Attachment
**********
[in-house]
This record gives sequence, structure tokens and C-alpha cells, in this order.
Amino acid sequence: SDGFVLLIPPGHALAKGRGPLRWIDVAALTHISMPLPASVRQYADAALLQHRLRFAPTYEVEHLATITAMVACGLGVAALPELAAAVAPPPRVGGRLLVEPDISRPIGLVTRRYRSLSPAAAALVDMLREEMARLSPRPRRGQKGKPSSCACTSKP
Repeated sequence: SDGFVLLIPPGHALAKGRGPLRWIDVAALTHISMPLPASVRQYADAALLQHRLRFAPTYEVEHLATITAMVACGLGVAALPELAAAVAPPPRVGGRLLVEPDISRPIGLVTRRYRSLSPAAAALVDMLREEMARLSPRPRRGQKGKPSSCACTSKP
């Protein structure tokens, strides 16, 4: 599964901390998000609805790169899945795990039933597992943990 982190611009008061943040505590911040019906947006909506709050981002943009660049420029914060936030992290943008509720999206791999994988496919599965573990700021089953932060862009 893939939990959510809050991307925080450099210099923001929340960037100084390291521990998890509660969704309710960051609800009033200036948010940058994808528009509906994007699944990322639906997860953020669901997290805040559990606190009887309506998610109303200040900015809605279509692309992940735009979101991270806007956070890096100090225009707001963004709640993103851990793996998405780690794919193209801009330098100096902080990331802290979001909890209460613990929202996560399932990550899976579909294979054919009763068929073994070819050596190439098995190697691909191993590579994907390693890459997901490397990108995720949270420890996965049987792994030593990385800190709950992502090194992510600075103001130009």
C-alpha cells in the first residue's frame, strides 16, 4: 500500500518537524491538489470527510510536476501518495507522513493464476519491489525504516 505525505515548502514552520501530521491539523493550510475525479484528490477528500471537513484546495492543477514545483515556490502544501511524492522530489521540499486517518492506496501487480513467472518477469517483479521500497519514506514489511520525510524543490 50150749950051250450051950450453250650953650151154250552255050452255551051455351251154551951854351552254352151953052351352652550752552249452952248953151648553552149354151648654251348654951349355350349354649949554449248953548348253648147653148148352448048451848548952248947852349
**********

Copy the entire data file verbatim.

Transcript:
[in-house]
This record gives sequence, structure tokens and C-alpha cells, in this order.
Amino acid sequence: SDGFVLLIPPGHALAKGRGPLRWIDVAALTHISMPLPASVRQYADAALLQHRLRFAPTYEVEHLATITAMVACGLGVAALPELAAAVAPPPRVGGRLLVEPDISRPIGLVTRRYRSLSPAAAALVDMLREEMARLSPRPRRGQKGKPSSCACTSKP
Repeated sequence: SDGFVLLIPPGHALAKGRGPLRWIDVAALTHISMPLPASVRQYADAALLQHRLRFAPTYEVEHLATITAMVACGLGVAALPELAAAVAPPPRVGGRLLVEPDISRPIGLVTRRYRSLSPAAAALVDMLREEMARLSPRPRRGQKGKPSSCACTSKP
């Protein structure tokens, strides 16, 4: 599964901390998000609805790169899945795990039933597992943990 982190611009008061943040505590911040019906947006909506709050981002943009660049420029914060936030992290943008509720999206791999994988496919599965573990700021089953932060862009 893939939990959510809050991307925080450099210099923001929340960037100084390291521990998890509660969704309710960051609800009033200036948010940058994808528009509906994007699944990322639906997860953020669901997290805040559990606190009887309506998610109303200040900015809605279509692309992940735009979101991270806007956070890096100090225009707001963004709640993103851990793996998405780690794919193209801009330098100096902080990331802290979001909890209460613990929202996560399932990550899976579909294979054919009763068929073994070819050596190439098995190697691909191993590579994907390693890459997901490397990108995720949270420890996965049987792994030593990385800190709950992502090194992510600075103001130009």
C-alpha cells in the first residue's frame, strides 16, 4: 500500500518537524491538489470527510510536476501518495507522513493464476519491489525504516 505525505515548502514552520501530521491539523493550510475525479484528490477528500471537513484546495492543477514545483515556490502544501511524492522530489521540499486517518492506496501487480513467472518477469517483479521500497519514506514489511520525510524543490 50150749950051250450051950450453250650953650151154250552255050452255551051455351251154551951854351552254352151953052351352652550752552249452952248953151648553552149354151648654251348654951349355350349354649949554449248953548348253648147653148148352448048451848548952248947852349